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FROM THIS EPISODE

Agents in the Music Business
The Real Power Players

This is Celia Hirschman with On the Beat for KCRW.

It used to be, a recording artist needed strong vocals, compelling songs, and charismatic looks, to get a good record deal in America. Once signed to a record company, the label would carry you through, bridging your talent with money, styling, and opportunity to become the star they knew you were.

But that was then, and this is now.

In today-s music business with rare exception, it-s most important that artists prove their talents in financial terms first, before a record label makes the big investment. Nowadays, labels often wait until the artist has generated a sizeable live following, coupled with significant sales of a self released or independent CD, before they make a commitment in signing the act. Artists like Howie Day, Jack Johnson and Damien Rice are all excellent examples of this model in action. Only after these artists generated serious buzz from the public, through ticket and CD sales, were labels ready to commit with considerable investment.

So in order to build the live audience attendance and generate strong cd sales, you-ll need a good live booking agent. In many ways, the booking agent is the real kingmaker in the music business these days and his or her expertise is heavily sought after. Their job is to map a strategy for the artists- live performances, both locally and nationally. Once the artist has agreed to the plan, the agent executes that strategy, hoping for well promoted shows with sold out audiences, to build the artists- word of mouth buzz. On the heels of a successful tour, the agent will continue to build the touring potential as much as possible, to bring thousands and sometimes hundreds of thousands of people to the stage where the artist performs each year.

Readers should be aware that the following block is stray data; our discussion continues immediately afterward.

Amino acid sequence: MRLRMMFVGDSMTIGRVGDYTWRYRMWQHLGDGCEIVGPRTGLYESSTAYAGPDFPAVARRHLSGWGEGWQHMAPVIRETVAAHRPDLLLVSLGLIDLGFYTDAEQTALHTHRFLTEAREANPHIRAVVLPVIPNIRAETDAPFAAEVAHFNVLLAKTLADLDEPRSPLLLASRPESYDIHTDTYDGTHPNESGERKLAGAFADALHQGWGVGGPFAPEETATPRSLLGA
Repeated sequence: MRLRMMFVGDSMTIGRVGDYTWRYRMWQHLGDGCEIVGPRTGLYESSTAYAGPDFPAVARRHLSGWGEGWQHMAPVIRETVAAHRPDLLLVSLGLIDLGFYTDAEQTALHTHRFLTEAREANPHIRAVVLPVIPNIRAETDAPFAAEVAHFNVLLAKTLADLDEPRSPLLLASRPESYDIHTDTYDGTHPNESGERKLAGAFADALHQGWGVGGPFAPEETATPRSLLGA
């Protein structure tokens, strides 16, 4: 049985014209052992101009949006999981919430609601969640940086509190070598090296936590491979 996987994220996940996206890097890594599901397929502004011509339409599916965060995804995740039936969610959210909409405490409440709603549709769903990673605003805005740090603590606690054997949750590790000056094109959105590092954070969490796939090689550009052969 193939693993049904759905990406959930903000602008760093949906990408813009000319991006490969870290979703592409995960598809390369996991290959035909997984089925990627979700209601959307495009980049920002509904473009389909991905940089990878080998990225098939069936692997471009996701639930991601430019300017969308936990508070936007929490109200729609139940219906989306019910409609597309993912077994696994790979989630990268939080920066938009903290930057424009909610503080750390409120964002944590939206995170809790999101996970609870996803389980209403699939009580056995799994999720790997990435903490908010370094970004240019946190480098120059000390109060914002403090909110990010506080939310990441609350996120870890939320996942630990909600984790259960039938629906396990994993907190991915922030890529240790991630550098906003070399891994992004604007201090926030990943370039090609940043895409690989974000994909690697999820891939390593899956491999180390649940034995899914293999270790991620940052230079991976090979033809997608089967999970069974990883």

Booking a band is actually a high risk business. Most agents start with baby bands, to try and develop their careers. Agents take 10 percent of the income generated, as defined by law. It-s not a lot of money when you consider the time and energy invested in the beginning. Acts start out earning about $50 a show, and work their way up over many years to try and generate $100,000 a show. The key for agents is to keep their business relationship with the act strong and in tact. Agents do have contracts, but they are rarely enforced and it-s not uncommon for artists to change agents. Booking artists is a shrewd business based on financial results, confidence and loyalty.

The pond for booking agents is very small and highly competitive. Unbelievably, only about 30 agents control about 85 percent of the live rock bookings, if you take small clubs out of the equation. This means there-s an enormous demand for a good agents- time, with thousands of acts seeking national representation.

Some of the most successful contemporary booking agencies in America are William Morris, CAA, The Agency Group, ICM, Monterey Peninsula Artists, Little Big Man, Evolution and High Road Touring, They can make amazing things happen for talented artists.

And labels are seeking an interest as well. Sony announced late last year, they were exploring the possibilities of negotiating for financial participation in touring income from artists. This was originally considered outrageous by managers and agents.

But given that major labels often spend hundreds of thousands of dollars advancing tour support for artists to tour, it-s not surprising that labels would want to participate financially in that area, further down the road.

As our digital music world continues to allow us to discover more music, it-s my hope the love of the live performance will continue to grow as well.

This is Celia Hirschman with On the Beat for KCRW.

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